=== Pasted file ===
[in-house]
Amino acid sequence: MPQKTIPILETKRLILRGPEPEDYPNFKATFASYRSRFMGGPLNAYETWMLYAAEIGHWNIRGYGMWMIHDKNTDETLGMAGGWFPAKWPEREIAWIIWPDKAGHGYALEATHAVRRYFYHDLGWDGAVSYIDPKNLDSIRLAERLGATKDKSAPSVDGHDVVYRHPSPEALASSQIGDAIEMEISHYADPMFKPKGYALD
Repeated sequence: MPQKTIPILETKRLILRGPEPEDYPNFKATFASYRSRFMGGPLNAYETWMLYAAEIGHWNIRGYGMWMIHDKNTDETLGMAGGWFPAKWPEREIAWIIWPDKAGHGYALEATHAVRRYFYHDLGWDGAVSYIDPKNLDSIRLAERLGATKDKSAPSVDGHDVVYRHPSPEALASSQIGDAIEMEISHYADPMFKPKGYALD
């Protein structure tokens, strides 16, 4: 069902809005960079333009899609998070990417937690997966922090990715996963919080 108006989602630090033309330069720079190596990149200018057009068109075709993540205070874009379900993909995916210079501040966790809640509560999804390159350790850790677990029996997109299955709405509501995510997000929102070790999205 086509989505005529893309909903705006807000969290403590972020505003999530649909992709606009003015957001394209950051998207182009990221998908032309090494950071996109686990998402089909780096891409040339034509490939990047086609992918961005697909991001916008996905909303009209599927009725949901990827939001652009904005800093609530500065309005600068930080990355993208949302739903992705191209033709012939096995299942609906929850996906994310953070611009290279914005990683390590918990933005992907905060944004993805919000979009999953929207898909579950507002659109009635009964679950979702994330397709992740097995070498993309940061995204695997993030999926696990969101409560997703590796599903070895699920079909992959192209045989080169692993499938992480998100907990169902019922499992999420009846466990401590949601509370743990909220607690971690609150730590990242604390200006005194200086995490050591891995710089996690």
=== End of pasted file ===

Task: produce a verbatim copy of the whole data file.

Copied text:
[in-house]
Amino acid sequence: MPQKTIPILETKRLILRGPEPEDYPNFKATFASYRSRFMGGPLNAYETWMLYAAEIGHWNIRGYGMWMIHDKNTDETLGMAGGWFPAKWPEREIAWIIWPDKAGHGYALEATHAVRRYFYHDLGWDGAVSYIDPKNLDSIRLAERLGATKDKSAPSVDGHDVVYRHPSPEALASSQIGDAIEMEISHYADPMFKPKGYALD
Repeated sequence: MPQKTIPILETKRLILRGPEPEDYPNFKATFASYRSRFMGGPLNAYETWMLYAAEIGHWNIRGYGMWMIHDKNTDETLGMAGGWFPAKWPEREIAWIIWPDKAGHGYALEATHAVRRYFYHDLGWDGAVSYIDPKNLDSIRLAERLGATKDKSAPSVDGHDVVYRHPSPEALASSQIGDAIEMEISHYADPMFKPKGYALD
């Protein structure tokens, strides 16, 4: 069902809005960079333009899609998070990417937690997966922090990715996963919080 108006989602630090033309330069720079190596990149200018057009068109075709993540205070874009379900993909995916210079501040966790809640509560999804390159350790850790677990029996997109299955709405509501995510997000929102070790999205 086509989505005529893309909903705006807000969290403590972020505003999530649909992709606009003015957001394209950051998207182009990221998908032309090494950071996109686990998402089909780096891409040339034509490939990047086609992918961005697909991001916008996905909303009209599927009725949901990827939001652009904005800093609530500065309005600068930080990355993208949302739903992705191209033709012939096995299942609906929850996906994310953070611009290279914005990683390590918990933005992907905060944004993805919000979009999953929207898909579950507002659109009635009964679950979702994330397709992740097995070498993309940061995204695997993030999926696990969101409560997703590796599903070895699920079909992959192209045989080169692993499938992480998100907990169902019922499992999420009846466990401590949601509370743990909220607690971690609150730590990242604390200006005194200086995490050591891995710089996690």